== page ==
Snapchat ‘Facilitated’ Fentanyl Sales To Kids, Lawsuit Claims

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Paul Aubert Contributor
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A lawsuit, filed this month on behalf of eight families against Snapchat, alleges the popular social media app “facilitated” the sale of deadly pills laced with fentanyl.

The lawsuit was filed in the state of California on Jan. 3, 9 News reported. It claims that various features of Snapchat have allegedly “encouraged” illegal drug sales which, in turn, have led to youth dying from fentanyl-spiked pills.

“Snap’s products have encouraged, enabled, and facilitated the illegal and deadly drug sales of counterfeit pills containing lethal doses of fentanyl to minors and young adults,” the lawsuit reads, according to 9 News.

In the lawsuit, the families referenced Snapchat users’ abilities to send disappearing messages and share their location as features that are helpful to drug traffickers and children hiding harmful lifestyles from their parents, 9 News reported.

“Its foundational product feature is disappearing messages, which draws in both minors interested in evading parental oversight and drug dealers interested in engaging with vulnerable minors without detection,” the lawsuit states, according to the outlet.

The families behind the lawsuit, which was filed by the Social Media Victims Law Center, claim they have all had family members die from fentanyl-laced pills they purchased through Snapchat, the outlet noted.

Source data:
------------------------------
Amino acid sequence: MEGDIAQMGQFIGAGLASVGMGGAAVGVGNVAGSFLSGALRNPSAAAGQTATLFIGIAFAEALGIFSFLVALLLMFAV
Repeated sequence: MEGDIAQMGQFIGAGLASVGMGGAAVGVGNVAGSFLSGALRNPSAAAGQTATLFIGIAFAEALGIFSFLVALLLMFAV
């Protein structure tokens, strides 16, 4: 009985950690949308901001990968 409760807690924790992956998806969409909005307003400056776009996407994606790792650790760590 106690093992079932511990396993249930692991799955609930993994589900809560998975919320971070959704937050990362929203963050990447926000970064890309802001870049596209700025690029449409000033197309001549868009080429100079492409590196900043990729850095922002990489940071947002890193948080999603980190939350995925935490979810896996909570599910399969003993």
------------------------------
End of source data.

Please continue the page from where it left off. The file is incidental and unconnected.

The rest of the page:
One of the individuals the lawsuit was filed on behalf of is Max Osterman, an 18-year-old who was killed by a fentanyl-laced pill. The lawsuit alleges Snapchat “began connecting drug dealers to Max via its public profile settings, user recommendation algorithm, and mapping and location features,” 9 News reported. (RELATED: Snapchat Is Trying To Stop Young Users Buying Fentanyl On Its Platform, But It’s ‘Too Little Too Late’ For Some)

The lawsuit alleges Osterman would have never died if Snapchat did not introduce him to the drug dealer that sold him the fatal pill, 9 News reported. “This is someone Max did not know outside of Snapchat, and with whom he would not have connected but for Snapchat,” the lawsuit alleges.

In April 2022, the Daily Caller News Foundation spoke with the mother, Amanda Faith Eubanks, of Luca Manuel, a 13-year-old who died after buying a counterfeit Percocet pill laced with fentanyl. Manuel, who had recently undergone root canal surgery, was seeking to buy a Percocet to subside pain from his operation. The pill Manuel purchased was manipulated to appear like a Percocet pill but in reality, was “pure fentanyl.”

“The dealer sold it to him knowing that it was fentanyl, and knowing how dangerous fentanyl is. I think that’s an important distinction, and that’s why he’s now charged with first degree murder,” Eubanks said.